Radio Room - 92 || 93

Review by Seth Wood

Within seconds of throwing on Radio Room’s album 92||93, my ears perked up. The opening track “What You Heard” sets up the excitement—the soft, delay-effect guitars over very raw tom sounds, the bassy synth adding an element of wonder (“Whoa, is there a synth player?”), and the strained, angry vocals punching in unexpectedly all fuse together to create this thrill that you are about to hear something you have never heard before, so you shift your weight forward a bit and now you are on the edge of your seat, waiting for this song to just grab you by the throat and throw you into some undiscovered musical landscape… but unfortunately, this will end up being the high point of 92||93. 

Trailing that initial moment of excitement is a very simply chorded verse accompanied by arbitrary yells that seem to be trying to fit into a melody but never quite create anything musical. The chorus will give you something to bang your head to but ultimately, “What You Heard” ends up being just the first in a slew of tracks that seem to be haphazardly thrown together and which carry no sort of momentum or dynamics. Every song has the same delay effect on the guitars. The drumming pretty much seems to fall into one of maybe three different grooves. There are no melodies that will torture you at work the day after you listen to the album.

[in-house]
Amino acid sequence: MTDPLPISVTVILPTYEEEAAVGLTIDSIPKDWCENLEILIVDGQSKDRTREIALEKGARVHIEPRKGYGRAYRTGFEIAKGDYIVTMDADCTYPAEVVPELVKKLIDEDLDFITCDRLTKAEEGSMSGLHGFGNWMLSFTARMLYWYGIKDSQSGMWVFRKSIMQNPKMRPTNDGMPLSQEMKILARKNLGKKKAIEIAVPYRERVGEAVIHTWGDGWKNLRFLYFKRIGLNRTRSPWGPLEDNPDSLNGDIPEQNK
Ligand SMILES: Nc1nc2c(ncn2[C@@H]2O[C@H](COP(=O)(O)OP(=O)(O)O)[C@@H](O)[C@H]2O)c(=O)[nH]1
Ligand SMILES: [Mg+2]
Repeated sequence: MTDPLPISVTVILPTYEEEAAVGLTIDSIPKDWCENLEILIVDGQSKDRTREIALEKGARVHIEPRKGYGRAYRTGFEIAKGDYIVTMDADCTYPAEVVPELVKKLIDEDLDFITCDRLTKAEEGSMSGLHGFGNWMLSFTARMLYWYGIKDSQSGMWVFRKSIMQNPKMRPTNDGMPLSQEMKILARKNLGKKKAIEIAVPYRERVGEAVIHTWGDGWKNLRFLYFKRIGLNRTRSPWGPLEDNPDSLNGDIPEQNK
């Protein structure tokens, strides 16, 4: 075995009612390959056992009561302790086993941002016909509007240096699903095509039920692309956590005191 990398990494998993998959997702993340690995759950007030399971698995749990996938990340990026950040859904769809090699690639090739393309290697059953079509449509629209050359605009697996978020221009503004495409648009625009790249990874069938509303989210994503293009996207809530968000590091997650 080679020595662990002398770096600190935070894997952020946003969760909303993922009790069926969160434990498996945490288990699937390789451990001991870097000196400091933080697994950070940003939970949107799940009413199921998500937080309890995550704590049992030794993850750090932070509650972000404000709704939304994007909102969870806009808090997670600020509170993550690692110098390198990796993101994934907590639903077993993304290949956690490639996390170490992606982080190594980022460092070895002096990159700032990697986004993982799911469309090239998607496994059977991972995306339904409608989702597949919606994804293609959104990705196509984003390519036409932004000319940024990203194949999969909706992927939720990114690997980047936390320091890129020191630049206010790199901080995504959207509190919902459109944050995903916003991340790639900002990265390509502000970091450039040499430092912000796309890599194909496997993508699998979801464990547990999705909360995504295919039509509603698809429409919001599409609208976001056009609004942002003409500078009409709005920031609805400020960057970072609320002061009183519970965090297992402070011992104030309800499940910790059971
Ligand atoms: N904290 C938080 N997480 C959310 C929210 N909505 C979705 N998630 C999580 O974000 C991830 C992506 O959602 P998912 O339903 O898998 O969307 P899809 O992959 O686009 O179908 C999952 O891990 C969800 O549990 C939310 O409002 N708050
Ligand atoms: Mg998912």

Ultimately, my biggest gripe is that the songs all seem to end up in the same rut. Each song somehow ends up flat-lining within the first thirty seconds, usually because the band will transition in and out of parts that sound very similar. Because of this, there is no momentum or feeling that song is taking you somewhere. You end up feeling like you are listening to the same thing over and over. 

The most concise way I can sum up my thoughts about 92||93 is to say that the songwriting is just a bit juvenile. The guys in the band are young, which means there is plenty of time for improvement. As long as the passion to make music is there—and I get the sense that it is—a band can grow. 

The album is available on Itunes, Spotify and Amazon. I encourage everyone to check the album out for themselves before just taking my word for its quality. It is at least worth hearing the foundation that this band has laid for future releases. 

Rating: 1/5

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